As a number of people who have tried this know, there are never enough buttons and knobs to go around when you're doing a project. This lead me to design the "soft console." The term soft here describes its programmability, not its manufacture :-)
The image above shows the drawing I did to represent what it would look like. The I/O devices are as follows:
- LCD Screen - DM5001 Graphic LCD w/Character Generator and backlight. This screen is pretty cool, it has a "standard" 20 pin interface, can talk characters or graphics and uses and LED backlight. The down side is that it wants a -21V bias supply for the LCD.
- Four RGB LED Indicators - The four blue spots on the right are Nichia RGB LEDs mounted in a chrome LED panel mount. Each one is capable of displaying any color in the rainbow by simply modulating the R, G, and B LEDs that are in the package. This requires more pins than a simple LED would require but it is waaaay cooler.
- Three Quadrature Knobs - The three knobs to the right of the LCD are Quadrature encoder knobs. Each provides 2 bits of quadrature output to indicate they are being turned. See my article on quad encoders for more details of the ones I'm using.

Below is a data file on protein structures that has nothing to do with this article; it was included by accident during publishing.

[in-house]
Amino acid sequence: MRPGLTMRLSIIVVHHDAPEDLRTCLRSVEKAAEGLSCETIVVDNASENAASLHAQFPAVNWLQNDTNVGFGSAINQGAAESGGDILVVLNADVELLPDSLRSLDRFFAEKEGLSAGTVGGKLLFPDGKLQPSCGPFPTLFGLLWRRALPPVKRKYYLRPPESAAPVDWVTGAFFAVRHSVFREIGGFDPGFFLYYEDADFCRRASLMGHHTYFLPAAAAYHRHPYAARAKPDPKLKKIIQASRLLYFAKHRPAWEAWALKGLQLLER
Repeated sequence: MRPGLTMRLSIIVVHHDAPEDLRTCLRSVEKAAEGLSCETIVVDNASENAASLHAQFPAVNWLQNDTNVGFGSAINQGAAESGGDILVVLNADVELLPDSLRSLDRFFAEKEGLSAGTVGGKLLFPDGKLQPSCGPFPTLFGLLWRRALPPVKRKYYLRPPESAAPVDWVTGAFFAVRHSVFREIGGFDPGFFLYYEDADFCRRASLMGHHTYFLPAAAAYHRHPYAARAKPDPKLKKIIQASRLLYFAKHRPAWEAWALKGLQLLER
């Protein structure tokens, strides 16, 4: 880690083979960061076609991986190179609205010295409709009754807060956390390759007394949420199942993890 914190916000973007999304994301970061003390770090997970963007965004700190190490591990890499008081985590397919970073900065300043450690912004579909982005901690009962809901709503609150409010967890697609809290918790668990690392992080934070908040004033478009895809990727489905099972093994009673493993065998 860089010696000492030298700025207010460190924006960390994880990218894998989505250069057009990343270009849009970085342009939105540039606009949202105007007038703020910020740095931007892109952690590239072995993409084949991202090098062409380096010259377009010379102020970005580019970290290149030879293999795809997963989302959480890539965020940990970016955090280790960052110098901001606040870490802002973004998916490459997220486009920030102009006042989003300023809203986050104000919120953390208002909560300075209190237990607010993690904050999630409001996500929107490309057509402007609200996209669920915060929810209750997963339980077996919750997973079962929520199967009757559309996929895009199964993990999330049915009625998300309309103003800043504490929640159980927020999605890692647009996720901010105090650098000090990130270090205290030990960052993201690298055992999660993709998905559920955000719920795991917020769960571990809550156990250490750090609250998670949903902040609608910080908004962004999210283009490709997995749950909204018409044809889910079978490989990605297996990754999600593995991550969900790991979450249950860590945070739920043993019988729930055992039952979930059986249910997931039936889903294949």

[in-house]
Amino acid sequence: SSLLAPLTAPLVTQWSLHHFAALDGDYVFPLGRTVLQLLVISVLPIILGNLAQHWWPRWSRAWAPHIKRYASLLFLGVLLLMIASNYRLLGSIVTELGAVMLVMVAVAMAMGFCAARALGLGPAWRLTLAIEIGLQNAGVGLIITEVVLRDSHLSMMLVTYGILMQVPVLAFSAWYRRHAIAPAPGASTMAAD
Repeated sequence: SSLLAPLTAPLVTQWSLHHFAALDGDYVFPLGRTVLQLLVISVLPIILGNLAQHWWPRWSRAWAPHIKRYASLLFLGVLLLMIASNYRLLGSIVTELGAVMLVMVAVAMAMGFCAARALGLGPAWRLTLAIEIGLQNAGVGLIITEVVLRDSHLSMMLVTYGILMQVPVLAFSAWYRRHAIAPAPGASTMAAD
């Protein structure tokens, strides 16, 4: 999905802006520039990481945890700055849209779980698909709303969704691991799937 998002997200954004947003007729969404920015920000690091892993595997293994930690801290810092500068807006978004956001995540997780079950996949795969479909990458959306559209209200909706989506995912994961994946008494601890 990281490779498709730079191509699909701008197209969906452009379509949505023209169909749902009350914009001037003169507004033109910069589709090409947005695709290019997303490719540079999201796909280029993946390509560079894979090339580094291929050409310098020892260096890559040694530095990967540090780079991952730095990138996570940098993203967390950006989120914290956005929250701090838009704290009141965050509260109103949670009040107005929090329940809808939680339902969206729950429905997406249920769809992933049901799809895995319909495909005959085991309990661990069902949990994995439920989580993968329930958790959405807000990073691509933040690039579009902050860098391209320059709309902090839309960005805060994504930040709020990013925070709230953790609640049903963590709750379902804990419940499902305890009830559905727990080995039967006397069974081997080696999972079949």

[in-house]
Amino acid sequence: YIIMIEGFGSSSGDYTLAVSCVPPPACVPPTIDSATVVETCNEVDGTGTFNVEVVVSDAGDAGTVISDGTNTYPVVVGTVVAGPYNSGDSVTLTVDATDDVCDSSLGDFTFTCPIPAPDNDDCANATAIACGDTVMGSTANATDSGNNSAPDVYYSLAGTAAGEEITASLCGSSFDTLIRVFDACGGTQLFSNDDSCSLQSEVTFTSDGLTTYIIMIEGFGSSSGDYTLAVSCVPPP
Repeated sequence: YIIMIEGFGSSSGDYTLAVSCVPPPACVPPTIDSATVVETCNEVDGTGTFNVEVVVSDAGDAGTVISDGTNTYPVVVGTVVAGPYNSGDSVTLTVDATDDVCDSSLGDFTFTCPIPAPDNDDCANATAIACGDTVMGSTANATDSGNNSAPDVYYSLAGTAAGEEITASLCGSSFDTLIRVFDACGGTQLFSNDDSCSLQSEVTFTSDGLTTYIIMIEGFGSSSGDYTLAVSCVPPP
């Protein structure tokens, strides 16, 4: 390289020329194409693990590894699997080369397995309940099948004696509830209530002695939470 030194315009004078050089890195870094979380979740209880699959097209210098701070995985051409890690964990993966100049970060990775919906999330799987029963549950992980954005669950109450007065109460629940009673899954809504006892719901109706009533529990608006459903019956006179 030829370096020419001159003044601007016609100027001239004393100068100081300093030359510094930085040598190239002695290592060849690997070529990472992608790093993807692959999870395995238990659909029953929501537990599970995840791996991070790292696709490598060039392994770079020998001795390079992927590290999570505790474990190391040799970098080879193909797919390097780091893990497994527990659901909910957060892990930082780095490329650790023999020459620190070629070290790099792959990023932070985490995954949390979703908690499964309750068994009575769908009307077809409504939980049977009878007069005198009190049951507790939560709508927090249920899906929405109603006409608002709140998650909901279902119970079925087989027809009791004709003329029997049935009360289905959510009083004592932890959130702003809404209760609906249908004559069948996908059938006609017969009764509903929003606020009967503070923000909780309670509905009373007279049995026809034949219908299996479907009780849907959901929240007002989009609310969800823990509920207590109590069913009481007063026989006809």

- 8 7-segment LEDs - This was an area where I had to compromise a bit, in order to save I/O pins I chose to use an LED driver chip rather than my 8 digit display project. Now the advantage of compromising is that I get a nice bright display that is just as flexible but its using a dedicated chip to drive the LEDs.
- 9 Pushbutton Switches - Across the bottom of the console are a series of 9 pushbutton switches. These are illuminated NKK types sold by Digikey. They are all momentary but the right most one has a green LED and the left most 8 have red LEDs. The plan is that I can make them 'push on-push off' in the FPGA if I want to using the LED to indicate state, or momentary on, or whatever.
Not shown is the power switch. Out the "back" of this console come the BurchEd I/O ports (VGA, Mouse, Keyboard, Serial) and they are useful for hooking up more advanced peripherals. The result is the "FPGA Playground" where I can finish up the rest of my FPGA journey without worrying about spilling my Diet Dr. Pepper into the works of the machine.
The down side is that this console is just a bit to big for any of the "standard" enclosures so I'm stuck building something on my own with probably wood sides.
Current Progress -
As of this week (Dec 22nd, 2002) I'm working out the fabrication of the LCD bezel. I've started with a piece of 3/16" aluminum that I am milling out to the correct size on a Sherline Mill. In particular, to do this sort of work I'm starting out by drilling some holes in the center of the piece to provide anchor points. Next the four corner holes are drilled in their correct positions. Next the piece is secured via the anchor holes and the outer edge trimmed to size. Next to last a groove is cut in the aluminum that will provide a place for a piece of clear 1/16" thick polycarbonate (to protect the LCD). Once that is cut the inner hole is cut out and the outside edge becomes the mounting bracket.